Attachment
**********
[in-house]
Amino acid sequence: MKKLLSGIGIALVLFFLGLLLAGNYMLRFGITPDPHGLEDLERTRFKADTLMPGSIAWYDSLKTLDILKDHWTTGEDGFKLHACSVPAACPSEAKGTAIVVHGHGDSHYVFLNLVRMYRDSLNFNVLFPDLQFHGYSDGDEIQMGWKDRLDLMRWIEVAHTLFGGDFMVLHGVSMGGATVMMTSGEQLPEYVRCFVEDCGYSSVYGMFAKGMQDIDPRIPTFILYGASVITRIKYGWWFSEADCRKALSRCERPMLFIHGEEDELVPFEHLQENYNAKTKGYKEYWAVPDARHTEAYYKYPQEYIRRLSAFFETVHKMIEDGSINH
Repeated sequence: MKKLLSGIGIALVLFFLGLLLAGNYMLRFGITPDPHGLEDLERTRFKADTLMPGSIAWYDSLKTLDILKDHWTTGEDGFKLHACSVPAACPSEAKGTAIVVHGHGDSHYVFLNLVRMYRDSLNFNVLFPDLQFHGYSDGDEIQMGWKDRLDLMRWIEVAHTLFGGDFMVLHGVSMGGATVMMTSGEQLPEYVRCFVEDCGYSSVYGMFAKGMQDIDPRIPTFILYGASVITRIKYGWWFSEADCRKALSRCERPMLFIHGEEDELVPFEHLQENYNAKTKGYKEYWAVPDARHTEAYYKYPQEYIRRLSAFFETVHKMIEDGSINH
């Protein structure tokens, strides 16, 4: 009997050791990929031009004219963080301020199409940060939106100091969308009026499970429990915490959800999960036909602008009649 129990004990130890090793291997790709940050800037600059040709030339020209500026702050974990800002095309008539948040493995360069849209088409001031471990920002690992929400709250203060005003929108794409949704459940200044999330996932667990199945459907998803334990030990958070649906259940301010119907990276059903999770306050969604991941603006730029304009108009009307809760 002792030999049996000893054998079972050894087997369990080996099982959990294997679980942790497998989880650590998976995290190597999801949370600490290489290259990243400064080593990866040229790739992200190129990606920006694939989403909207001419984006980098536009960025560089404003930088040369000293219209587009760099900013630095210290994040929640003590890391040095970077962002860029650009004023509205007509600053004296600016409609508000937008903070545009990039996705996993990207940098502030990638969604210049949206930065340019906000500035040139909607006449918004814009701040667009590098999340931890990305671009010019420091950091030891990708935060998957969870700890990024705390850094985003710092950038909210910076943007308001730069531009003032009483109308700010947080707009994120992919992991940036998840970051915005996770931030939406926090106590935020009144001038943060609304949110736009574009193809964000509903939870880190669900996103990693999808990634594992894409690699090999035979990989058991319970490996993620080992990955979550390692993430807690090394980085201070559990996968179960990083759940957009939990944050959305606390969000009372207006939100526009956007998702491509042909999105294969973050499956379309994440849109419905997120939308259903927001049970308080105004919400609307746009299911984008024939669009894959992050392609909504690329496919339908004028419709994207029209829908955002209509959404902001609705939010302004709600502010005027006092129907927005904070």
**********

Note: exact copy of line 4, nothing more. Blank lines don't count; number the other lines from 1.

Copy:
């Protein structure tokens, strides 16, 4: 009997050791990929031009004219963080301020199409940060939106100091969308009026499970429990915490959800999960036909602008009649 129990004990130890090793291997790709940050800037600059040709030339020209500026702050974990800002095309008539948040493995360069849209088409001031471990920002690992929400709250203060005003929108794409949704459940200044999330996932667990199945459907998803334990030990958070649906259940301010119907990276059903999770306050969604991941603006730029304009108009009307809760 002792030999049996000893054998079972050894087997369990080996099982959990294997679980942790497998989880650590998976995290190597999801949370600490290489290259990243400064080593990866040229790739992200190129990606920006694939989403909207001419984006980098536009960025560089404003930088040369000293219209587009760099900013630095210290994040929640003590890391040095970077962002860029650009004023509205007509600053004296600016409609508000937008903070545009990039996705996993990207940098502030990638969604210049949206930065340019906000500035040139909607006449918004814009701040667009590098999340931890990305671009010019420091950091030891990708935060998957969870700890990024705390850094985003710092950038909210910076943007308001730069531009003032009483109308700010947080707009994120992919992991940036998840970051915005996770931030939406926090106590935020009144001038943060609304949110736009574009193809964000509903939870880190669900996103990693999808990634594992894409690699090999035979990989058991319970490996993620080992990955979550390692993430807690090394980085201070559990996968179960990083759940957009939990944050959305606390969000009372207006939100526009956007998702491509042909999105294969973050499956379309994440849109419905997120939308259903927001049970308080105004919400609307746009299911984008024939669009894959992050392609909504690329496919339908004028419709994207029209829908955002209509959404902001609705939010302004709600502010005027006092129907927005904070």